By Craig Gilman
Faculty Member, American Military University
While October has been designated National Bullying Prevention Month, daily vigilance is imperative to assure the safety and well-being of our youth. It is important to note that bullying can take place at any age and in any environment, including school, work and community. However, the younger the victim, the less likely one will be able to recognize and cope with bullying. Bullying in youth is serious and can lead to depression and even suicide.
There are two sources of federally collected data on youth bullying:
- The 2011 Youth Risk Behavior Surveillance System (Centers for Disease Control and Prevention) indicates that, nationwide, 20% of students in grades 9—12 experienced bullying.
- The 2008—2009 School Crime Supplement (National Center for Education Statistics and Bureau of Justice Statistics) indicates that, nationwide, 28% of students in grades 6—12 experienced bullying.
The three major indicators of bullying are well-known and include: aggressive behavior (either physical or relational/verbal) that is repeated over time and involves a real or perceived imbalance of power or strength. The CDC provides a free Understanding Bullying Factsheet (2012).
While traditionally, bullying has been identified as occurring in schools, playgrounds, and other areas where youth gather, as more and younger children acquire networked, electronic devices, such as cellphones, tablets, and home computers, the incidences of cyberbullying have been on the increase.
Stopbullying.gov, a great first destination for anyone wanting to learn about bullying, defines cyberbullying as bullying that takes place using electronic technology. Electronic technology includes devices and equipment such as cell phones, computers, and tablets as well as communication tools including social media sites, text messages, chat, and websites. For more information regarding what constitutes bullying, who is at risk, and preventing bullying, visit their website.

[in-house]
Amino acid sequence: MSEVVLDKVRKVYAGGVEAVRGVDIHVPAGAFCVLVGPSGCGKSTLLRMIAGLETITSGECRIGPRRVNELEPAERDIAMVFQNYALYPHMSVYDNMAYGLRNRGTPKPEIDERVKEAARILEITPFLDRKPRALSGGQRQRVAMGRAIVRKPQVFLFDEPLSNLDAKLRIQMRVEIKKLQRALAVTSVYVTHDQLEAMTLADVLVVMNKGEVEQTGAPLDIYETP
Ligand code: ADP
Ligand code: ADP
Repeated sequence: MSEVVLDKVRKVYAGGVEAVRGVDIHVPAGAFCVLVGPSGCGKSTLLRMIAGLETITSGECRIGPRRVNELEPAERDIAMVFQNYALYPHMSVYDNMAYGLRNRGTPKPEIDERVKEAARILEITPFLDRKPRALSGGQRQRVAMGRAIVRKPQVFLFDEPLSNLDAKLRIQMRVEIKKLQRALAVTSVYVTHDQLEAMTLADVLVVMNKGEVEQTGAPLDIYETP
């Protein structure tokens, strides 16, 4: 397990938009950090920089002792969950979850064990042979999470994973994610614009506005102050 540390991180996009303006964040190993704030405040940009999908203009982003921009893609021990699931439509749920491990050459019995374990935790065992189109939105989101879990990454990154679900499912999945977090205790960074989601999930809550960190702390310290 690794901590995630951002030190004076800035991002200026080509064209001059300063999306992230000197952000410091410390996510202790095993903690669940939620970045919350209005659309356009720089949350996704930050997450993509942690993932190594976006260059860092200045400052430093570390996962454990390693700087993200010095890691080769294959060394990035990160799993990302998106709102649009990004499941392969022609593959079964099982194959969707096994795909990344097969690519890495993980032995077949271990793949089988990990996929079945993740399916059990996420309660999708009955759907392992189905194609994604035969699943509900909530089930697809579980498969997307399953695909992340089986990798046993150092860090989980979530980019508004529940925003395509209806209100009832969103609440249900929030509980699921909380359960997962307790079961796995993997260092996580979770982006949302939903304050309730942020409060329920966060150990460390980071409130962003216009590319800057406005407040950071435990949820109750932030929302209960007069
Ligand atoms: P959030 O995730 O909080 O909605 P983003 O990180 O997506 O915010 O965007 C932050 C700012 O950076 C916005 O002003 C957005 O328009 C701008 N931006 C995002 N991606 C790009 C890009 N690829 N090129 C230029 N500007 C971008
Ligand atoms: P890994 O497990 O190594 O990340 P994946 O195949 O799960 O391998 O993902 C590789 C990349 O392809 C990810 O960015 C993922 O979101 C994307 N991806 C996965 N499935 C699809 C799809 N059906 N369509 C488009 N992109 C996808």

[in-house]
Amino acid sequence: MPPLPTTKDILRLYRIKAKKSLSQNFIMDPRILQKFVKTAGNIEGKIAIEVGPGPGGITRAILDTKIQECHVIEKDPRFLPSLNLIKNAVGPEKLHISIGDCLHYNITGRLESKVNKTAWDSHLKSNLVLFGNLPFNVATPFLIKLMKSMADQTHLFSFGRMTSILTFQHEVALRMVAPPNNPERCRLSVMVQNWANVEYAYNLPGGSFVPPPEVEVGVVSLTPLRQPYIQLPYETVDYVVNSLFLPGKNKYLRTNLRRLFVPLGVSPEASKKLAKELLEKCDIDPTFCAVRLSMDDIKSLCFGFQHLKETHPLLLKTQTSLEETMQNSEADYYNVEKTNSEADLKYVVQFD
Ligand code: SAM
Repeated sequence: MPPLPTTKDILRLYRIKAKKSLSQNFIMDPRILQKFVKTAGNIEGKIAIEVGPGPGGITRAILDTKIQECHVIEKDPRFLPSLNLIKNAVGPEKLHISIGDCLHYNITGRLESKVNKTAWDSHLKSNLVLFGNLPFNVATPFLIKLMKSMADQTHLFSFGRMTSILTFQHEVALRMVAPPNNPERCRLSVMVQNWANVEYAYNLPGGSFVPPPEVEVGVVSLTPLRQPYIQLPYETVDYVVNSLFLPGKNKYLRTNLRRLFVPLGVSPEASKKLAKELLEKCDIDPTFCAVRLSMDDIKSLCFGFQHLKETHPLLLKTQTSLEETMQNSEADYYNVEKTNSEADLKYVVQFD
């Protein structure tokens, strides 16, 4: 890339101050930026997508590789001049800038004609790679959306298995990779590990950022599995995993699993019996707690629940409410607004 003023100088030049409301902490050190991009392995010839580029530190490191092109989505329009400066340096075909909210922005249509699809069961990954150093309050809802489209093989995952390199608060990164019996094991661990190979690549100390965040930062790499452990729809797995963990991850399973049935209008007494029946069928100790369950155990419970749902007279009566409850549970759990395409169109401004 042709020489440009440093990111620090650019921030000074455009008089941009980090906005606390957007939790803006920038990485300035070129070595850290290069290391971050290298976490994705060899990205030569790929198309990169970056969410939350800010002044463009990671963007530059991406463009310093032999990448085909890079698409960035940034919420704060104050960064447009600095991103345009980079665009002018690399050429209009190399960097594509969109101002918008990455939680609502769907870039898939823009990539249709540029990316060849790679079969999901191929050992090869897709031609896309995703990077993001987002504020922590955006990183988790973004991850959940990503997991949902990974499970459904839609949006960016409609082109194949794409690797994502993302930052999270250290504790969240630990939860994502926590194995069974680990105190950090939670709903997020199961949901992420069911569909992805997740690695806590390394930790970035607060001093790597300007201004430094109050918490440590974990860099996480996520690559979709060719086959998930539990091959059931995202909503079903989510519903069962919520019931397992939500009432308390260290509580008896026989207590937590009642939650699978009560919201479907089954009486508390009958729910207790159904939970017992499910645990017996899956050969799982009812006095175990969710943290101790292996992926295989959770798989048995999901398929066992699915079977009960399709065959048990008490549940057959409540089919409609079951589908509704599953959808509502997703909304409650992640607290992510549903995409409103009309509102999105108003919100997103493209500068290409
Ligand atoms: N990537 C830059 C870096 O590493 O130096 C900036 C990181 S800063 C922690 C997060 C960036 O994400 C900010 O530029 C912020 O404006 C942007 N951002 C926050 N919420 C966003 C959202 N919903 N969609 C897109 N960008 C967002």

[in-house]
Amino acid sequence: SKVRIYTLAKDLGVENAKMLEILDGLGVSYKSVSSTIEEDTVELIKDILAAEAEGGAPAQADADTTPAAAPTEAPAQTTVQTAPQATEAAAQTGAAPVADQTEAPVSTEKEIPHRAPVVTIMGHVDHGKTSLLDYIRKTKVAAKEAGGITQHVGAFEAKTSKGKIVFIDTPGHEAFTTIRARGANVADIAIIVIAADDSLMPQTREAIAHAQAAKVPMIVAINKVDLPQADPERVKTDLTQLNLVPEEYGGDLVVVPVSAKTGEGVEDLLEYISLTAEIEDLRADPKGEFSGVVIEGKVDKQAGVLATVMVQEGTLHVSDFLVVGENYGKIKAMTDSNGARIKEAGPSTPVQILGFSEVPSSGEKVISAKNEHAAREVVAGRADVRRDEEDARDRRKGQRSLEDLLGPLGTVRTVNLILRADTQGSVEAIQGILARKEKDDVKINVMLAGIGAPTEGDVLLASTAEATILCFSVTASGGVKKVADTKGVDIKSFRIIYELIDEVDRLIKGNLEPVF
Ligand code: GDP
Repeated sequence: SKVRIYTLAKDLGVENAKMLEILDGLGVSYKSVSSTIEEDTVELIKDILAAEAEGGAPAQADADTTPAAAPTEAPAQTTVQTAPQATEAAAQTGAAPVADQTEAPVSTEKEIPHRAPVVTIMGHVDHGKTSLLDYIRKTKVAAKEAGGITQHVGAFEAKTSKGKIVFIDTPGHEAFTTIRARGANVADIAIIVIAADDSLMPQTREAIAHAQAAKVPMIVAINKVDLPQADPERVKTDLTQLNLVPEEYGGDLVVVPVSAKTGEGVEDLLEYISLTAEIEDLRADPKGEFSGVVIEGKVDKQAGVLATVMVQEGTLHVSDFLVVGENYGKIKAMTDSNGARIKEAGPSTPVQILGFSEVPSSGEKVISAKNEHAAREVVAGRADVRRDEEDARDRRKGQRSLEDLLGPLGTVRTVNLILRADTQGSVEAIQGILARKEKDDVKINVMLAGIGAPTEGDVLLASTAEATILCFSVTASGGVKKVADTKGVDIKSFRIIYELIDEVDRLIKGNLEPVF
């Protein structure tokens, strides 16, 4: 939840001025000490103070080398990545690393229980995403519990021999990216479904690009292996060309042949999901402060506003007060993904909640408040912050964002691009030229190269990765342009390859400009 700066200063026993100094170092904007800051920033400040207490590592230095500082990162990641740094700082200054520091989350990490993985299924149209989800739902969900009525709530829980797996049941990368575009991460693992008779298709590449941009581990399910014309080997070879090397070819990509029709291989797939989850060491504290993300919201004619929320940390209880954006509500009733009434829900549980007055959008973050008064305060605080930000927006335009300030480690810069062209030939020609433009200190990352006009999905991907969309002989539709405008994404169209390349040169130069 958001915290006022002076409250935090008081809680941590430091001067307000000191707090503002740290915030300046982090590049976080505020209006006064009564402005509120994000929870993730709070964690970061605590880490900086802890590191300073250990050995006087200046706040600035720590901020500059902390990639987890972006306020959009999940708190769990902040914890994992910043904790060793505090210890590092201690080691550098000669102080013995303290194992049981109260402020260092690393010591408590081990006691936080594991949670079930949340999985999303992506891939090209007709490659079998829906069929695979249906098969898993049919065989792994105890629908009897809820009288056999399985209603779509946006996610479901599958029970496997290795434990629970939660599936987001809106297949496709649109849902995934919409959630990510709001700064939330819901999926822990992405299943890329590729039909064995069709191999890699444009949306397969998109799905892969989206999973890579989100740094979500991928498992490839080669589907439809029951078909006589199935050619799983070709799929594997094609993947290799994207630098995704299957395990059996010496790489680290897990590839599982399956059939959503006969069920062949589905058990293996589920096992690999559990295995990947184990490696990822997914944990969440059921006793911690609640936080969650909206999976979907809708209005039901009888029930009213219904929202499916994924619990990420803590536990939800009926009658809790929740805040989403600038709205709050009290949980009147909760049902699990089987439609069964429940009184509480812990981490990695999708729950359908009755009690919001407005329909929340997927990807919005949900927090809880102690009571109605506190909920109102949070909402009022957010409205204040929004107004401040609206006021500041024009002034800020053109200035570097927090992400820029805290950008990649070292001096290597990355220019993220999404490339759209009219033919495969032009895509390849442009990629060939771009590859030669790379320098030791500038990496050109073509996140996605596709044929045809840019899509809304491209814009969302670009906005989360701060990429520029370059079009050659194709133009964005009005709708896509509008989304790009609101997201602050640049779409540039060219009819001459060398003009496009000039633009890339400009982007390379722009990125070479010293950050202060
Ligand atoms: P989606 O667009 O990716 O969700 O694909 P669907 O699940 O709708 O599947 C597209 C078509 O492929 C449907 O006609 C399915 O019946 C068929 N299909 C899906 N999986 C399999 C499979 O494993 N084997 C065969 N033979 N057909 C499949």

While historically bullying has normally been restricted to physical places and times when children gather, cyberbullying can take place 24/7, can be perpetuated anonymously and quickly from anywhere to a wide audience, and is extremely difficult to retract, once posted or sent.
Research on cyberbullying is growing. However, because kids’ technology use changes rapidly, it is difficult to design surveys that accurately capture trends. The 2008—2009 School Crime Supplement (National Center for Education Statistics and Bureau of Justice Statistics) indicates that 6% of students in grades 6—12 experienced cyberbullying. The 2011 Youth Risk Behavior Surveillance Survey finds that 16% of high school students (grades 9-12) were electronically bullied in the past year.
The National Center for Injury Prevention and Control (DCD), Division of Violence Prevention describes bullying in school-age children as a major public health problem both domestically and internationally. For parents, educators and other professionals working with youth, they provide free access to a number of peer-reviewed surveys, including a Cyberbullying and Online Aggression Survey via their 2011 publication: Measuring Bullying Victimization, Perpetration, and Bystander Experiences: A Compendium of Assessment Tools.
As a prior secondary, social studies teacher, and current online adjunct, I constantly monitor my classrooms and professional social media sites for signs of bullying. Working for American Public University System, a 100% online university, we recognize that cyber bullying is a problem and want to do our part in promoting awareness and sharing resources to help prevent it.
This all leads up to the main event on Friday, October 25; at 11:00 am, we’re asking everyone to take one minute out of their day to STAND UP at their desk, at home, or wherever they may be, to show that they are STANDING UP against cyberbullying. Please RSVP to our Facebook event and share the resources to come with your pages, networks, and friends.